Does your company have any remote employees? Do they use VoIP and are they experiencing choppy voice? You might find this post informative.

We have a few employees working remotely and of course we want them using our phone system however, dealing with call quality (aka QoS) can be a bit of a challenge. We have tried a couple of things.

First, we setup Vonage for the remote employee whereby, the employee uses the Vonage phone to speed dial the office for a dial tone and then dial the customer.

Second, we setup a VoIP phone that connected directly to the office whereby, no speed dial is necessary.

Which setup do you think saw better quality of service? I should also note that the employee has a Cisco Flexible NetFlow router capable of exporting Medianet statistics on the calls. In the screen capture below, you can see the two phones:

* 10.1.50.2 VoIP to our office via the Internet
* 10.1.50.5 VoIP to Vonage via the Internet

Notice above that 10.1.50.2 suffers far worse quality of service. One call saw 23 lost packets and 7ms of Jitter. What is acceptable VoIP jitter? About 20-30ms according to some sources however, make sure you are looking at packet loss as well. More information on the Cisco Medianet metrics can be found by searching the web.

The Medianet Network Performance Monitoring information was indicative of what the remote employee was trying to tell us. VoIP quality stinks! There is much more VoIP Jitter and VoIP Packet Loss on the connection directly to our office. Ultimately, the Vonage call quality is better. Why?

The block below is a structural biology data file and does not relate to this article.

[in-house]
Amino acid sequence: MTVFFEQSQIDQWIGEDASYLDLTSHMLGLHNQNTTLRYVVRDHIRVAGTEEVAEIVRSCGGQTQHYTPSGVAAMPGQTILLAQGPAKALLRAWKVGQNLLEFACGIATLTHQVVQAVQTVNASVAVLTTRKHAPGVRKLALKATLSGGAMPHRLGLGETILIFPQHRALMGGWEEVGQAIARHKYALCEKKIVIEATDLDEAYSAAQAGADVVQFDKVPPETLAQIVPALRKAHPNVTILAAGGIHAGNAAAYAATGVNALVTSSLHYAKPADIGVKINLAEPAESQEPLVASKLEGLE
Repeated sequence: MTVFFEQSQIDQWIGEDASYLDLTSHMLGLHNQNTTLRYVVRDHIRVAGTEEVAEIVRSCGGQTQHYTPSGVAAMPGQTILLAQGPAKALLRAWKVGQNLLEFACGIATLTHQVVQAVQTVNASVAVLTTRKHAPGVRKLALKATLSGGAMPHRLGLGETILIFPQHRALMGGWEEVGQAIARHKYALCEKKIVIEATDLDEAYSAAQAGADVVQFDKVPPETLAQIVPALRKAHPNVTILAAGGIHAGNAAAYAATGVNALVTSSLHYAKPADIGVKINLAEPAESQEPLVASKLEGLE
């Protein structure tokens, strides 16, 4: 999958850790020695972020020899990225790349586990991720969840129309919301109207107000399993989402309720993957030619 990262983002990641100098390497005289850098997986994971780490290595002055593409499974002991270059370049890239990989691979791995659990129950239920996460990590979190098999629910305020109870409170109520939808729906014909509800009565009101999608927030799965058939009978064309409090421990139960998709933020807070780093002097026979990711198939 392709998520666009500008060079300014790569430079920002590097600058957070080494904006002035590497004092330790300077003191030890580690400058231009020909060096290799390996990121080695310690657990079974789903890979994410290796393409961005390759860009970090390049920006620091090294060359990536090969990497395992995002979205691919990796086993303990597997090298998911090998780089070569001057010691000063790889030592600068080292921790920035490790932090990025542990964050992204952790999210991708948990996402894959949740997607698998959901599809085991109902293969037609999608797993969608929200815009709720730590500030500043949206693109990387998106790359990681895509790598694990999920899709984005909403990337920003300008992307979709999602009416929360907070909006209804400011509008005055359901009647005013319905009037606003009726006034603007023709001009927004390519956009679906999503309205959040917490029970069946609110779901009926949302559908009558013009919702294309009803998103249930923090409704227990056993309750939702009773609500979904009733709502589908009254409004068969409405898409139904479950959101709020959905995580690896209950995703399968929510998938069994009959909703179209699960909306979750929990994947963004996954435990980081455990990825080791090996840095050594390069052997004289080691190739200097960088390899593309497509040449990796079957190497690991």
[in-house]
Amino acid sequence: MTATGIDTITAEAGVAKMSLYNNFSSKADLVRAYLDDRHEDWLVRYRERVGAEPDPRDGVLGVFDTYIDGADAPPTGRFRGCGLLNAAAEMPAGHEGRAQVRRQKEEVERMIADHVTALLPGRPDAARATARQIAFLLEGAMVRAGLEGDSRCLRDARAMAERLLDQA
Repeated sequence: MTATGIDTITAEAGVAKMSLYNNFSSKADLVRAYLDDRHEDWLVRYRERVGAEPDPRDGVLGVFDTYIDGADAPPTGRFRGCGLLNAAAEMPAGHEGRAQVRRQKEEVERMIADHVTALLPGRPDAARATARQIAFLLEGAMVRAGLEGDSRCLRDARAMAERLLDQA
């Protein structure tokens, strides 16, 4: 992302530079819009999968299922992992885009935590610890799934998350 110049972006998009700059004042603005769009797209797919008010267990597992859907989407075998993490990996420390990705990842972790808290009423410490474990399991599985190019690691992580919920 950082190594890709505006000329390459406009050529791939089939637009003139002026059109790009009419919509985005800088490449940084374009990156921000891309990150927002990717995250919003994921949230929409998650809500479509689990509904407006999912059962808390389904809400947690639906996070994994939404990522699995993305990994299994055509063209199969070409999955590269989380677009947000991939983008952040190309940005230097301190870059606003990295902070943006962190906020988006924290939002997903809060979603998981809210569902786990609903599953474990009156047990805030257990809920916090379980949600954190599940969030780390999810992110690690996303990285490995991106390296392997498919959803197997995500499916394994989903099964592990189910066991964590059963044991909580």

Check out this trace route from his house to our office:

Check out this trace route from his house to Vonage:

Less hops to Vonage is probably a major factor in call quality. Be aware of the router hops when trouble shooting VoIP that leverages the Internet and make sure you take advantage of Medianet via Flexible NetFlow to report on call quality.

Thomas

Thomas Pore is the Director of IT and Field Engineering at Plixer. He developed and leads, the Malware Incident Response and Advanced NetFlow Training programs which are being offered in cities across the USA. He is also an adjunct professor at the local community college and teaches ethical hacking. Thomas travels the globe meeting with customers and trying improve the Scrutinizer network incident response system. He helps clients optimize threat detection strategies and aids in the configuration of custom incident response solutions. He has a Bachelor of Science in Computer Science from Dickinson College.

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